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British Chinese cuisine is a style of Chinese cuisine developed by British Chinese in the United Kingdom, typically adapted to British tastes, but increasingly inspired by authentic Cantonese dishes. It is considered a major part of British cuisine and one of their most popular foods. It often consists of fried food with the inclusion of chips and curry sauce, which are not known for being traditionally Chinese, but are food staples in the UK.
In the early 1880s, Chinese food items and eating houses appeared in London and Liverpool, mainly visited by Chinese seamen and students.
From 1841 to 1997, Hong Kong and the New Territories served as the final colonial stronghold of the British Empire for a significant period spanning. This region became an integral part of an established trade route, attracting numerous European shipping companies that would enlist Southern Chinese men as seafarers, who in turn traveled and resettled in the United Kingdom. While these sailors and subsequent generations of Chinese migrants were not bestowed with citizenship or granted complete rights, many of them, driven by impoverished circumstances and the pursuit of improved livelihoods, established their homes in Britain. To sustain the burgeoning Chinese communities and cater to the needs of the transient sailors, they resorted to setting up informal noodle shops. This practice reached its pinnacle between the two World Wars.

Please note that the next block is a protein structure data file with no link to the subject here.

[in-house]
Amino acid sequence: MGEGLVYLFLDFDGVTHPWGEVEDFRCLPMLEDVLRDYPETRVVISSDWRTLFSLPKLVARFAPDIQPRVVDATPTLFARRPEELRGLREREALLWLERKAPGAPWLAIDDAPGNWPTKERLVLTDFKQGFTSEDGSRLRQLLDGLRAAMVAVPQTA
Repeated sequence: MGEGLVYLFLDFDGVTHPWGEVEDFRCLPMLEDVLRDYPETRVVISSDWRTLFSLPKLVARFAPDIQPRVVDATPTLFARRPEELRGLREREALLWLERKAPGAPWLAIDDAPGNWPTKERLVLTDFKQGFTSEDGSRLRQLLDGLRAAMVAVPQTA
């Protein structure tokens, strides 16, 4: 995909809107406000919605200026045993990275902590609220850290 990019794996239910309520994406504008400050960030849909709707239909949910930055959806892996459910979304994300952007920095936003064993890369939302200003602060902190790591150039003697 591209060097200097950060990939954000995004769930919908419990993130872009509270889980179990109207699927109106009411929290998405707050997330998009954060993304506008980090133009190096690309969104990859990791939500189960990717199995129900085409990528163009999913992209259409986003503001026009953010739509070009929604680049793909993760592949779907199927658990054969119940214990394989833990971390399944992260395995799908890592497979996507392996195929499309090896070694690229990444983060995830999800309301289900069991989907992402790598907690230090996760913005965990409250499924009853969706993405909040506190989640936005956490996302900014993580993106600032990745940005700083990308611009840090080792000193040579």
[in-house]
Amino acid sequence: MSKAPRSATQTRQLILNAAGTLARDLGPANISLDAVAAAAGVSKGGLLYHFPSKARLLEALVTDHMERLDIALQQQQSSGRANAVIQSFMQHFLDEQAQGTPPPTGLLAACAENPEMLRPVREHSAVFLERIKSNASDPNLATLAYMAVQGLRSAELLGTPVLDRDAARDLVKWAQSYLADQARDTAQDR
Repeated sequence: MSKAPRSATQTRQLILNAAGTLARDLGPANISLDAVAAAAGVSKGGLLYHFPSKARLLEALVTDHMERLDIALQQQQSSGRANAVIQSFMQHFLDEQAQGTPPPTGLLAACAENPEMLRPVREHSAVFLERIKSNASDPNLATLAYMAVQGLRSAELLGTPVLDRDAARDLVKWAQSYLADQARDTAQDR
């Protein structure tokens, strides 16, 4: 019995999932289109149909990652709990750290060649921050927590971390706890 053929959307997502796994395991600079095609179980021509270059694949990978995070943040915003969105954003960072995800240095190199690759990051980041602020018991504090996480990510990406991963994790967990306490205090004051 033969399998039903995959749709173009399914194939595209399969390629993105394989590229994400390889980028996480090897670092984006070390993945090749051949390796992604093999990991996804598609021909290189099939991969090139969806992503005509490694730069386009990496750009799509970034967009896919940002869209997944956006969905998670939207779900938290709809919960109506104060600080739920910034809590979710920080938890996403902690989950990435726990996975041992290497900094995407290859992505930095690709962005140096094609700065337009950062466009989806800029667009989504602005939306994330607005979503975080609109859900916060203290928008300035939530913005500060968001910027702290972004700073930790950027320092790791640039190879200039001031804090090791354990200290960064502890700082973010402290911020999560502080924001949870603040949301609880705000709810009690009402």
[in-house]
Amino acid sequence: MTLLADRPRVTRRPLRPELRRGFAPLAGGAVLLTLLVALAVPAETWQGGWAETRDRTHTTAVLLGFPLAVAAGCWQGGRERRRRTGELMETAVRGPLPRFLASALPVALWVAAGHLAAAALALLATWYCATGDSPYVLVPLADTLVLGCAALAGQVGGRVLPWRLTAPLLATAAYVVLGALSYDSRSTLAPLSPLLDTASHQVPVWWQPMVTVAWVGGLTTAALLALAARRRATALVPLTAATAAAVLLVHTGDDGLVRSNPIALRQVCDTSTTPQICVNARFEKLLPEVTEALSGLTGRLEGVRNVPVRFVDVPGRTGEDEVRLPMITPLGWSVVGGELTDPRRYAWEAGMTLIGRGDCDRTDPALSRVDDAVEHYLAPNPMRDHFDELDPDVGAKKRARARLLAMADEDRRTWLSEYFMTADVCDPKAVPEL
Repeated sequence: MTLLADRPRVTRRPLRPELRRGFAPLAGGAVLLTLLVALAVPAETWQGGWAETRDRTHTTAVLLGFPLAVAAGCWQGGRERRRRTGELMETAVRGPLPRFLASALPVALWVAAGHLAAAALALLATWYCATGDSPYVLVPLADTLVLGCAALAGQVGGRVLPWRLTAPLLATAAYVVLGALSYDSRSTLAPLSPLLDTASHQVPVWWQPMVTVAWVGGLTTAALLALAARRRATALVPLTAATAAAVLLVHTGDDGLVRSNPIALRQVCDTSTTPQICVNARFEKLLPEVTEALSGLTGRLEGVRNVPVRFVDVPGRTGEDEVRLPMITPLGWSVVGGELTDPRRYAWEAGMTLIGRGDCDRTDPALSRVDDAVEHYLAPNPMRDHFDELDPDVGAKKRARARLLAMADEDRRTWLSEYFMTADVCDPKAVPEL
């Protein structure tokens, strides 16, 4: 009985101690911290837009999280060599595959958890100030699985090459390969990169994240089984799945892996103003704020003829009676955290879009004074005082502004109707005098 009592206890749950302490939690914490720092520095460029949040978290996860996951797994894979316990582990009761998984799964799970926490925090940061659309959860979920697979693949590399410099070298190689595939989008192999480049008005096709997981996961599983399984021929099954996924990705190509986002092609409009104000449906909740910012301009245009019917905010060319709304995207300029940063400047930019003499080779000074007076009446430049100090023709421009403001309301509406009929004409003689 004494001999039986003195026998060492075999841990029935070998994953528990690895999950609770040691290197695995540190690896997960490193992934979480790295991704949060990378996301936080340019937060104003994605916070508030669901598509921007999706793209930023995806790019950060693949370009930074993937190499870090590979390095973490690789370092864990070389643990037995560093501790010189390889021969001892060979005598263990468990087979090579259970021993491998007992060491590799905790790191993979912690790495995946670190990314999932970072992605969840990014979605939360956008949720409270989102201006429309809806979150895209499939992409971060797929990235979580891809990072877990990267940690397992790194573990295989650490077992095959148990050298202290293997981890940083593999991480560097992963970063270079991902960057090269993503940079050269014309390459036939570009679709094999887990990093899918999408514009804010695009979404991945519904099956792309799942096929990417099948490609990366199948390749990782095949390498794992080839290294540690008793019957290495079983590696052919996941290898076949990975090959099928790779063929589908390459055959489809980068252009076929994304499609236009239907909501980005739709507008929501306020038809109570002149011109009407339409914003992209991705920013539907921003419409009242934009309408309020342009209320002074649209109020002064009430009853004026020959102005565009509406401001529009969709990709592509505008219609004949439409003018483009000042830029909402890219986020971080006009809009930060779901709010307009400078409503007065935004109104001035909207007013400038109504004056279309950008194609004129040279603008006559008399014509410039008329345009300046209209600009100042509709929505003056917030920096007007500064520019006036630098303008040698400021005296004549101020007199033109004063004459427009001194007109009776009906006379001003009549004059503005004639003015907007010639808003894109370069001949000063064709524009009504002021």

London had its first recorded Chinese restaurant open in 1907 or 1908.
During the mid-1900s, after the Second World War, a significant shift occurred in UK immigration policies, permitting increased migration to address the post-war demand for labor. As a result, a "restaurant boom" emerged within the Chinese community. Between 1957 and 1964, the number of Chinese food establishments experienced a twofold increase, with a considerable portion of these establishments catering to the tastes and preferences of non-Chinese clientele. The restaurants were operated largely by Hong Kongers who moved to the UK.
In 2011, the Ming-Ai (London) Institute launched the British Chinese Food Culture project with a grant from the Heritage Lottery Fund, aimed at exploring and tracking the changes in Chinese food throughout its history in the United Kingdom.
In 2020, the coronavirus pandemic negatively impacted many Chinese restaurants in the UK, with a number of restaurants in London's Chinatown in particular facing financial difficulty as a result of prejudice against Chinese takeaways, based on fears described by the BBC as "unfounded".
Chinese food is considered a major part of British cuisine. In 2017, over 80% of Londoners reported having been to a Chinese takeaway.
Some Chinese takeaway restaurants in Britain have developed original recipes such as jar jow, a stir-fried dish of sliced char siu, bamboo shoots, onions and green pepper seasoned with chilli powder and tomato paste. By the late 2010s, the popularity of old fashioned dishes like jar jow had faded in favour of American-style Chinese dishes such as chop suey and Americanised chow mein in Chinese takeaways, whereas many other restaurants throughout Britain increasingly offer authentic Chinese dishes.